Health Advice



Palliative Care Helps Parkinson's Patients

Scott LaFee on

A small study has found that adding palliative care -- treatment focused on providing relief from the symptoms and stress of a serious illness -- to standard care can help raise patients' quality of life.

In a 210-person trial, half of patients with Parkinson's disease, a progressive neuromuscular disorder, received their standard medical care but were also treated by a team that included a social worker, nurse, chaplain and palliative care specialist. All of them visited patients at home or via telemedicine to discuss symptoms and difficult emotions, and offer support to caregivers.

This group subsequently showed more improvement in quality of life scores, as did their caregivers in similar surveys. Researchers suggested future studies will examine how different kinds of palliative care compare.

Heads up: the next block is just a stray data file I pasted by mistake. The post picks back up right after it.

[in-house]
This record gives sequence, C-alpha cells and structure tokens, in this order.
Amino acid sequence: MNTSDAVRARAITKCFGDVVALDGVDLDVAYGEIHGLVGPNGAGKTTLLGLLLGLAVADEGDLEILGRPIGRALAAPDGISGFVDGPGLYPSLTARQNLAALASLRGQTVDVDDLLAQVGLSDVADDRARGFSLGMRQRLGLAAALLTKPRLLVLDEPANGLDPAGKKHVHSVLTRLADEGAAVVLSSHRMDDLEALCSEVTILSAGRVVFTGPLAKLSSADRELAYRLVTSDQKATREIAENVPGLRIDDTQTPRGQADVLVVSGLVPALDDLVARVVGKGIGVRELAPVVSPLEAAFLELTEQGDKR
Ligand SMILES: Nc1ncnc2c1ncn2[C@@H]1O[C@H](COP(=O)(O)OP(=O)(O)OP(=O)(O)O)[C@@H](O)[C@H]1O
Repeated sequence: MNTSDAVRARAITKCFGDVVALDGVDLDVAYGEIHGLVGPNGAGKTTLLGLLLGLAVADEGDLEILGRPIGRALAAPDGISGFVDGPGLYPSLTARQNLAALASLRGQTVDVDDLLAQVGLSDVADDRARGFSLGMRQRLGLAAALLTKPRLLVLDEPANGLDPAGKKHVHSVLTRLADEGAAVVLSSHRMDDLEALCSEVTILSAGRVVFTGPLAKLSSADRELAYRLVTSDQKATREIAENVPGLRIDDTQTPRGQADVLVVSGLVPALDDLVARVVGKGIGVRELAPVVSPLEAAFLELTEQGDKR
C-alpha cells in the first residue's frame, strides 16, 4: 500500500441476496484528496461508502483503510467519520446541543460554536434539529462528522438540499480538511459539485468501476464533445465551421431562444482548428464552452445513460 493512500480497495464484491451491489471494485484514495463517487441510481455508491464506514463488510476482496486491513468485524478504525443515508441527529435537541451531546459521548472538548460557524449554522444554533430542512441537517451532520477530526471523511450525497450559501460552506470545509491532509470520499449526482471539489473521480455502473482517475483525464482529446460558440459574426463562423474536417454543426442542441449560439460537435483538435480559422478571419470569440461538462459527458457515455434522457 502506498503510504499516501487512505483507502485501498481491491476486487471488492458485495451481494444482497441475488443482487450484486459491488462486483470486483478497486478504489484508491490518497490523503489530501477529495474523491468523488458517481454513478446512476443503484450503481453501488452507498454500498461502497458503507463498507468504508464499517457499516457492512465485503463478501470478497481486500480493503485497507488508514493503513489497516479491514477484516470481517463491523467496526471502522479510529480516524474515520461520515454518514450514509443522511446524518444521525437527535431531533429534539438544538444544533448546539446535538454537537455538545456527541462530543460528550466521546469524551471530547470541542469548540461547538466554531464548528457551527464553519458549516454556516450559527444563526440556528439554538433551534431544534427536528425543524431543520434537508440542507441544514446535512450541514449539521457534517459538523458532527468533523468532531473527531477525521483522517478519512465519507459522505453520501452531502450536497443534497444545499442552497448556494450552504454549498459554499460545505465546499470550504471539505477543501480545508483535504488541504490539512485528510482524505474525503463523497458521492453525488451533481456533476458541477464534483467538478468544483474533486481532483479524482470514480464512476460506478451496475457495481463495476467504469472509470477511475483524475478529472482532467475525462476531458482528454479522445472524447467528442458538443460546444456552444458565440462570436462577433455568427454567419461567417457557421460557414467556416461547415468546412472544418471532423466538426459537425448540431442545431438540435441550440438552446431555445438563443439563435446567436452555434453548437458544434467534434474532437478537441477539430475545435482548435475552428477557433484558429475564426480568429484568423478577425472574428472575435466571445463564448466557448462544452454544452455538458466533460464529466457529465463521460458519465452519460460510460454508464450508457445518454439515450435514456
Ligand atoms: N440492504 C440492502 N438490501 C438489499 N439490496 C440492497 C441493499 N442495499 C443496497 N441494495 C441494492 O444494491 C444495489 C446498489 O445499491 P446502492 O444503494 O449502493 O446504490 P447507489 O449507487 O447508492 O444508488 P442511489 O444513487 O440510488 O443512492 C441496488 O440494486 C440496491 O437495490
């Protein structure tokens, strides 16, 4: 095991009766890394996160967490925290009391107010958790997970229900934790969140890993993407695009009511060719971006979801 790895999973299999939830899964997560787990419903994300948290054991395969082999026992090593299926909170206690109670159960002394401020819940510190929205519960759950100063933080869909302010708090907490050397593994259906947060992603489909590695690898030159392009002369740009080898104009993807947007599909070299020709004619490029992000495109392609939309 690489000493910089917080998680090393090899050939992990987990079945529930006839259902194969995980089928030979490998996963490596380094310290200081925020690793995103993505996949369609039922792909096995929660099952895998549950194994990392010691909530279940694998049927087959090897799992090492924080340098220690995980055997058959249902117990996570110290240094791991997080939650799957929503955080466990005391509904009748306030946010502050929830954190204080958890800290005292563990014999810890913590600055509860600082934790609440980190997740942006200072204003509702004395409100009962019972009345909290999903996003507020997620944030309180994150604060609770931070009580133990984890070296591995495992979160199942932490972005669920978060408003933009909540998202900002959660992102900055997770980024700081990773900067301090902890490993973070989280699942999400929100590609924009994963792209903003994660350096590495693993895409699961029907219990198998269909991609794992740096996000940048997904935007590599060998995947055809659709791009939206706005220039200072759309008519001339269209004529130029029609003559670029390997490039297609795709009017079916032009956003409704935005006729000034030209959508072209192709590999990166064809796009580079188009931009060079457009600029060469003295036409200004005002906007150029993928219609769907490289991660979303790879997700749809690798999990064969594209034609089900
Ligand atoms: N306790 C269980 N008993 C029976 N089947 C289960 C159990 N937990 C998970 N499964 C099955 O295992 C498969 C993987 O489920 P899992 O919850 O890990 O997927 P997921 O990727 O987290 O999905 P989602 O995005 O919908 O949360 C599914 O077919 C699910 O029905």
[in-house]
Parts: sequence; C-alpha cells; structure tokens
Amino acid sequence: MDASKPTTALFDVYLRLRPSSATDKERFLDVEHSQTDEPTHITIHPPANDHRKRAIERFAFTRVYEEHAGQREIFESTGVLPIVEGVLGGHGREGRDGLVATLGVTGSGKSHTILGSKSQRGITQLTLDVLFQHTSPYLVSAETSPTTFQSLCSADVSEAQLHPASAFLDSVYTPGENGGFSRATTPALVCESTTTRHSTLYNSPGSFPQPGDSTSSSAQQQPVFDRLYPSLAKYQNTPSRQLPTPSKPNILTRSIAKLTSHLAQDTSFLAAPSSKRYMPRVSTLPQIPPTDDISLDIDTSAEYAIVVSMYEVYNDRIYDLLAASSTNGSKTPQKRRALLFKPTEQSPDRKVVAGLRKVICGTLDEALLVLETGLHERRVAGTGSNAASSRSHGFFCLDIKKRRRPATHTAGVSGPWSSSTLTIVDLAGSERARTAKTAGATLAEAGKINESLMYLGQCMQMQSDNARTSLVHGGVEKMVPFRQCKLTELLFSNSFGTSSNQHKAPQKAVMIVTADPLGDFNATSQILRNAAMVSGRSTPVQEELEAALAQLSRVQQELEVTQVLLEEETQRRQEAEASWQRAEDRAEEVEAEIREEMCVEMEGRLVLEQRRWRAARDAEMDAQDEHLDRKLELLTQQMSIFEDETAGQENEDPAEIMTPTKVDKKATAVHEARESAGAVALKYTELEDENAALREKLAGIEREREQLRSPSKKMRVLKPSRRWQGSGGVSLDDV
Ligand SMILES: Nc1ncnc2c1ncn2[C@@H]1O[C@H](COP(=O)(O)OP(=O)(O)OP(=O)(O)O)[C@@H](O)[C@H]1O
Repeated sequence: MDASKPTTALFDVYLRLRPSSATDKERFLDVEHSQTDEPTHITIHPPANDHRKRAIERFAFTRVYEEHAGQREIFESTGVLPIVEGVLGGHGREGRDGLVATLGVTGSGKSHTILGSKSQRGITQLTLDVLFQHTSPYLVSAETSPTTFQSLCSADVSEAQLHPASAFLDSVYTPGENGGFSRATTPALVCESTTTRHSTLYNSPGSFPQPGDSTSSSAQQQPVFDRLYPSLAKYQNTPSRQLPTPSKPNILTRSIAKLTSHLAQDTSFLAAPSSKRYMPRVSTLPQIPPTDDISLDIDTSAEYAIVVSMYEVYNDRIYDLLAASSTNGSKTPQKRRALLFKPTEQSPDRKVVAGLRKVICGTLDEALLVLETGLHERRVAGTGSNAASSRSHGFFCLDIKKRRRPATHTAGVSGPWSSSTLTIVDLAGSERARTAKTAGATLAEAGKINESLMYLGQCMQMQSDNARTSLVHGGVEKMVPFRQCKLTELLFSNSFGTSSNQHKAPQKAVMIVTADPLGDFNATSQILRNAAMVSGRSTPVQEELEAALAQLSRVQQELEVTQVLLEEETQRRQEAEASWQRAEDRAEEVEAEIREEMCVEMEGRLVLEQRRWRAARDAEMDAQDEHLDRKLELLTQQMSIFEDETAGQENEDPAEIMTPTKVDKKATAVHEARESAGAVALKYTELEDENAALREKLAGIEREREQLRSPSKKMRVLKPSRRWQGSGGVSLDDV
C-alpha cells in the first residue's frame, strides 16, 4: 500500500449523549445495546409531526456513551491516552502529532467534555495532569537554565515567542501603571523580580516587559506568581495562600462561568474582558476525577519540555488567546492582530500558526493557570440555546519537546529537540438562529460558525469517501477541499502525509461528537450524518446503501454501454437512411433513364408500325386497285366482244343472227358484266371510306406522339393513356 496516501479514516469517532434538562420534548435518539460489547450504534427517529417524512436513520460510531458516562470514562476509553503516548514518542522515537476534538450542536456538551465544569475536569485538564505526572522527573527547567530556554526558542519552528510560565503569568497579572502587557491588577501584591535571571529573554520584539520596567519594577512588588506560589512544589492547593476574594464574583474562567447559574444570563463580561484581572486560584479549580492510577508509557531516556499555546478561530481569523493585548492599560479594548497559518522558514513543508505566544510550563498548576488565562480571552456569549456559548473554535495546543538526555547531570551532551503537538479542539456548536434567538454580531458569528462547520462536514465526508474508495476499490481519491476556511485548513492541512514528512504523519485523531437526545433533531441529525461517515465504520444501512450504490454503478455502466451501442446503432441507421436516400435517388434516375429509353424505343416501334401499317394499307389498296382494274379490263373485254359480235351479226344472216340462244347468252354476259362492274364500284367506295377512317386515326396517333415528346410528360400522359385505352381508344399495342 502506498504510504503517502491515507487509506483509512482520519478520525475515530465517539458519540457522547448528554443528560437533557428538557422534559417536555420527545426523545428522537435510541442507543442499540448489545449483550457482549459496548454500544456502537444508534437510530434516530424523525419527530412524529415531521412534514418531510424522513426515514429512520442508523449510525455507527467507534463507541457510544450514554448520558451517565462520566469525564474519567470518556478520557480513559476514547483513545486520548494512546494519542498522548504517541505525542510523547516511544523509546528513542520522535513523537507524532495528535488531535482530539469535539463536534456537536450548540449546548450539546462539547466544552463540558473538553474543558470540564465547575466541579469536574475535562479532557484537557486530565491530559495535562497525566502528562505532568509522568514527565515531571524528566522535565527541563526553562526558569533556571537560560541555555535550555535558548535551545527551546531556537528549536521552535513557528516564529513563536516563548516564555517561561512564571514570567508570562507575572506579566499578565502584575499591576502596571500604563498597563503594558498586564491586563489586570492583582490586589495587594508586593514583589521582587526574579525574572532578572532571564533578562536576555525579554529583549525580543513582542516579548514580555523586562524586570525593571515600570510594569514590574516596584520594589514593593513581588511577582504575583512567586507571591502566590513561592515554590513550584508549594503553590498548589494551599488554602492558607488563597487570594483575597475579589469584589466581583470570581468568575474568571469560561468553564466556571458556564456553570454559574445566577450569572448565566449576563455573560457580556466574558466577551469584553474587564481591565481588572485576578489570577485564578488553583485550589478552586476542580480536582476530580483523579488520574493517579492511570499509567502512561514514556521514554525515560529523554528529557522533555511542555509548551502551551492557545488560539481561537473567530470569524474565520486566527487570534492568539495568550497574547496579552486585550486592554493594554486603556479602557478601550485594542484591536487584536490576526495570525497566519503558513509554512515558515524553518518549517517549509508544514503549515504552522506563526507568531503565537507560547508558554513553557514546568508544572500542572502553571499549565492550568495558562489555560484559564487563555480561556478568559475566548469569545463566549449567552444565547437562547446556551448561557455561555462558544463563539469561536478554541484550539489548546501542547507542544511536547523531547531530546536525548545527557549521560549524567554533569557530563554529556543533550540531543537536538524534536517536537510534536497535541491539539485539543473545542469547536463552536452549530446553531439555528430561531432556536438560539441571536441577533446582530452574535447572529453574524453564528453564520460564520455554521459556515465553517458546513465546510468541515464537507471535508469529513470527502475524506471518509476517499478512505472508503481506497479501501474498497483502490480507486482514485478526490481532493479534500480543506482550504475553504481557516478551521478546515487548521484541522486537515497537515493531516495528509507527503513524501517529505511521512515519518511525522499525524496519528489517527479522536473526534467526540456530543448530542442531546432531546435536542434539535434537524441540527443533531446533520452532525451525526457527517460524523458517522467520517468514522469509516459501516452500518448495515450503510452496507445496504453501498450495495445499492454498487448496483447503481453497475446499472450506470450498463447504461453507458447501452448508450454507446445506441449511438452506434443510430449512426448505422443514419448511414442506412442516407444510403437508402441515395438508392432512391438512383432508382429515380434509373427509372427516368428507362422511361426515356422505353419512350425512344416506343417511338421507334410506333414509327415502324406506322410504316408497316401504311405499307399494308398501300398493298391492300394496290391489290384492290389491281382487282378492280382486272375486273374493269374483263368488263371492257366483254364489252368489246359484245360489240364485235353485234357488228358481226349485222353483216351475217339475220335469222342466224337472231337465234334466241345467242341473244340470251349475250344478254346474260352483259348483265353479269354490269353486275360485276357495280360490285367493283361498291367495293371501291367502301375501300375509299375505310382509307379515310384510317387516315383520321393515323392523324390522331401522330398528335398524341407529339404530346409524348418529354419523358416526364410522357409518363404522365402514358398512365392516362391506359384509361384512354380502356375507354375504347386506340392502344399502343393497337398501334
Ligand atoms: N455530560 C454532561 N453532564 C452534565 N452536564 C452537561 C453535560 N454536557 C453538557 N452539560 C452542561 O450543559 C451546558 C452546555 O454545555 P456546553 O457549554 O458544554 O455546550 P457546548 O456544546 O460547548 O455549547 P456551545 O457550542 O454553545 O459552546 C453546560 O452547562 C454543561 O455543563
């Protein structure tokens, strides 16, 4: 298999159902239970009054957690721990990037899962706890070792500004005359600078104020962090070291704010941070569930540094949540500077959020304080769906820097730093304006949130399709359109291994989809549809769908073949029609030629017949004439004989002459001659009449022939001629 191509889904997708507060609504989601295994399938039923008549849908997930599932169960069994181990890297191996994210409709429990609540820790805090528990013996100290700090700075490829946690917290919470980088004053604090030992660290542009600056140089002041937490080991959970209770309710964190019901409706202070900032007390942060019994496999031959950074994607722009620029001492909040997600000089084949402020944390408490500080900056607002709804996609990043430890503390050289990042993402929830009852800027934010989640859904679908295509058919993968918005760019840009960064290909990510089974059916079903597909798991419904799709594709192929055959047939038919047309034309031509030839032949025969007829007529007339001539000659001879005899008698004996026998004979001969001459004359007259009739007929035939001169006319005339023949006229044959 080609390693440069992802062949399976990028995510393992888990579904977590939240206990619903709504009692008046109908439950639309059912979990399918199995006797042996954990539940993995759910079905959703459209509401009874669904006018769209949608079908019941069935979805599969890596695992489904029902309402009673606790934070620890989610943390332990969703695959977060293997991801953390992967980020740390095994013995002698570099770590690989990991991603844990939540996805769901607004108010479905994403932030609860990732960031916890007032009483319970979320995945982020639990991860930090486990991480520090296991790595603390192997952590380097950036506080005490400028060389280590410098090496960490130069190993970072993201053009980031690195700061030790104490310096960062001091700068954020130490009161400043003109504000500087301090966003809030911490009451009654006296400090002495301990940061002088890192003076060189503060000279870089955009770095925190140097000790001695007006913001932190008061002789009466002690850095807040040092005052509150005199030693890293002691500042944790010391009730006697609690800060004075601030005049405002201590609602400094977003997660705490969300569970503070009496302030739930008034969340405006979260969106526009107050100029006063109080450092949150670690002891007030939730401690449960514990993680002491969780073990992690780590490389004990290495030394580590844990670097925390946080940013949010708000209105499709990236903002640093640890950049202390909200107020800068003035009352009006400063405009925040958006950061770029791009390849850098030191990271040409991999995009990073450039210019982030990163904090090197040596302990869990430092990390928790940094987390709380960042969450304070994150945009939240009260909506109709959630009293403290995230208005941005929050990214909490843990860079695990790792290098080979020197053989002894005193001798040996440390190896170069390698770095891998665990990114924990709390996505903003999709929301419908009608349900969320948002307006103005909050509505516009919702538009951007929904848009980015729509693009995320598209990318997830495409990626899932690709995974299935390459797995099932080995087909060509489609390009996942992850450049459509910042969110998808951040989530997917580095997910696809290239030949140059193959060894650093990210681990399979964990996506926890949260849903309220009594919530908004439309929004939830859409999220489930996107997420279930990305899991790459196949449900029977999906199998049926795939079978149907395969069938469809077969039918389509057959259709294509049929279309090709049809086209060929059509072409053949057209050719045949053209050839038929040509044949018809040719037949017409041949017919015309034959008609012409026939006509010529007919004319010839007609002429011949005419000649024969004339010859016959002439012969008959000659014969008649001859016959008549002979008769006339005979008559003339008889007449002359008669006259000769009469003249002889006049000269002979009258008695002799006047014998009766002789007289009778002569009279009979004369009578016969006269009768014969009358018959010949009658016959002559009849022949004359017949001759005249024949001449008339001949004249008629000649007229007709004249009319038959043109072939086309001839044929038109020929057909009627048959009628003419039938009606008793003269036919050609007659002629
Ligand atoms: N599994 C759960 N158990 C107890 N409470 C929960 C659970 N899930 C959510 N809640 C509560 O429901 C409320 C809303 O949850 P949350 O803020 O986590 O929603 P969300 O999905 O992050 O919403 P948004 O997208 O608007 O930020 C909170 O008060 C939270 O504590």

Get Me That, Stat!

New data from the Centers for Disease Control and Prevention reports that in 2018, 1 in 7 (14%) persons surveyed said they had trouble paying medical bills. That's actually an improvement, the first dip since 2011 when nearly 20% of people had trouble covering their medical costs.



1 in 5: Ratio of Americans who are unpaid caregivers.

60: Percentage who are women.

45: Percentage who are age 45 and younger.

Source: CDC


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Copyright 2020 Creators Syndicate Inc.


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